There are a lot of silly tests on the market which label people, many of which aren’t validated scientifically (no matter what the publishers say) but are nonetheless used to “explain away” behaviour. (“What can you expect from a ‘high Z’ Symbolic Symbolic with OKNL tendencies?”) I mean, really, why not just resort to horoscopes?
Annie Murphy Paul’s book, The Cult of Personality, demonstrates why most commonly used behavioural assessment and personality “profiling” techniques range from flawed to fraud. Even the vaunted Rorschach has questionable roots and results. The MBTI (Myers Briggs Type Inventory) has a frighteningly high degree of different results with retesters.
Most of the instruments on the market that are valid (e.g., demonstrate reliability, construct validity, content validity, and concurrent validity) were originally meant to diagnose aberration and mental health problems, not to describe the main, healthy population. And most of the rest, well, just ain’t valid. You can give a horoscope if you like, and even justify it by saying, “People feel that it does describe them, and I get amazing feedback as a coach,” but that doesn’t make it anything more than a parlor game.
Someone who was investigating the possibility of joining my Mentoring & Coaching Program stopped me while I was providing a description and said, “Wow, you’re really a high intuitive driver, aren’t you?” When I said I had no idea what he was talking about, he went on to ascribe quite a few behaviours and attributes to me, simply from three minutes on the phone.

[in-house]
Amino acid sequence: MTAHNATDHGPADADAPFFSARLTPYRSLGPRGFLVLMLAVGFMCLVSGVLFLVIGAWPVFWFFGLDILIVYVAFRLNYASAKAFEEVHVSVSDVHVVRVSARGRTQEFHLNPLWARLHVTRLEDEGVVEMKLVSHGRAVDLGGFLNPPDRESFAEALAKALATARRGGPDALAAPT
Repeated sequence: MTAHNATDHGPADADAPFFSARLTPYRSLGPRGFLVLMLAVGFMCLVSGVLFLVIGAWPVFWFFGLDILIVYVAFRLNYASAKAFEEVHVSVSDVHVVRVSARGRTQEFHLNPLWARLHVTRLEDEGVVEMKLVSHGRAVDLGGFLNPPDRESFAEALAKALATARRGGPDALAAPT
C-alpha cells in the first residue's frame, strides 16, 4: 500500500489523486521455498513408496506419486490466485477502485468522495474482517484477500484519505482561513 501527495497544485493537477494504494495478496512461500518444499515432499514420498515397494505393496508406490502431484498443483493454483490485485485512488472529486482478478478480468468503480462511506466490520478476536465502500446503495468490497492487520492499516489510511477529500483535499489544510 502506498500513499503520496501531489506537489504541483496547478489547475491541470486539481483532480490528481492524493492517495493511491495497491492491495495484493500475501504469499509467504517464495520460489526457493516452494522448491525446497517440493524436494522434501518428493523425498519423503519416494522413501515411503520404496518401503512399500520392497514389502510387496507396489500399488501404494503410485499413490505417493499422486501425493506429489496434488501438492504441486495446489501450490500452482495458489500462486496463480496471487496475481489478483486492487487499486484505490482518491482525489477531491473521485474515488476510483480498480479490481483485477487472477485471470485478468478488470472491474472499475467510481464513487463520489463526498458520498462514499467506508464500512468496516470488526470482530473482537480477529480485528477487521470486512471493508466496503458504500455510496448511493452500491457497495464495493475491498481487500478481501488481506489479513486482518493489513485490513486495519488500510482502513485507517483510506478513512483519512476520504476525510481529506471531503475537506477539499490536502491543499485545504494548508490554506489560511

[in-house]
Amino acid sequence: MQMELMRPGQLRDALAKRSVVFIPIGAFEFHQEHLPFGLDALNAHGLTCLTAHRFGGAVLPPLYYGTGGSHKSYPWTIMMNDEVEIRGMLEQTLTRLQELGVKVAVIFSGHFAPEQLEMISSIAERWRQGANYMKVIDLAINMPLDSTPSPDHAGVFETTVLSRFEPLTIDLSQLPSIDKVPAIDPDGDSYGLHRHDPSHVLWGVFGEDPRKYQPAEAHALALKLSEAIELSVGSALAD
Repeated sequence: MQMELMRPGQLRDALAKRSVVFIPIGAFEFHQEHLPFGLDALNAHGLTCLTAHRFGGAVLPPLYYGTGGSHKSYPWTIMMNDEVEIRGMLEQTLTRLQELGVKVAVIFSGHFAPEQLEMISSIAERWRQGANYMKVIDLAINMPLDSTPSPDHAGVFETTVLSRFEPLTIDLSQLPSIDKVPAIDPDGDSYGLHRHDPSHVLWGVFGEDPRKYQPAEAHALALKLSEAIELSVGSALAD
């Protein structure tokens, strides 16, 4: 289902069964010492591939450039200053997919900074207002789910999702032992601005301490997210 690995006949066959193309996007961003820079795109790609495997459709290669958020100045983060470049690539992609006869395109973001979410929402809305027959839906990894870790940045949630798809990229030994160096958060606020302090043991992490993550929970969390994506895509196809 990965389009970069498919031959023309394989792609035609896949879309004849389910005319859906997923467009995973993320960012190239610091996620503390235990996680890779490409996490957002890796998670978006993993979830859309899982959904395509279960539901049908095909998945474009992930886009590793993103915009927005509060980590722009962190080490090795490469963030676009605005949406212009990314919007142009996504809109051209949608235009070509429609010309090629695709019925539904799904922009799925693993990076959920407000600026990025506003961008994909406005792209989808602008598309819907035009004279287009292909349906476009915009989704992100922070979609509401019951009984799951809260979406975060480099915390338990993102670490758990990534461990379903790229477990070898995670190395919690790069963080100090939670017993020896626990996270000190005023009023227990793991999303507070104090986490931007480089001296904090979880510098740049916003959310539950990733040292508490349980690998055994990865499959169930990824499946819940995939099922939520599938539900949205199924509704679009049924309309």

“What do you think?” he said.
“You’re not right for this program,” I said, hanging up.
I once watched, flabbergasted, while an MBTI “analyst” asked an HR executive questions which the latter replied to in the manner he believed his deceased mother would have used. When I inquired just what the heck was going on, the analyst said, “We’re trying to type his mother, so that we can get to the root of their poor relationship over the years, which still bothers him.”
Who can make this stuff up?
It’s ironic in this politically correct age of doing somersaults to ensure that no one is offended by a pronoun that we think nothing of providing labels and characterisations to shrugs, moans, and responses to perfectly imperfect instruments. What is often merely a consultant’s way of taking on more “product” to enhance revenues becomes a divining rod for finding personality traits.
I don’t think so. The French still use handwriting analysis in hiring, of course, but then again, they drink warm Coca Cola.
* QBR published one of my articles entitled: Back to Basics Recruitment Plan. If you 'd like a copy, e-mail Doge@ExecutiveWisdom.com and we will e-mail it to you as a PDF.
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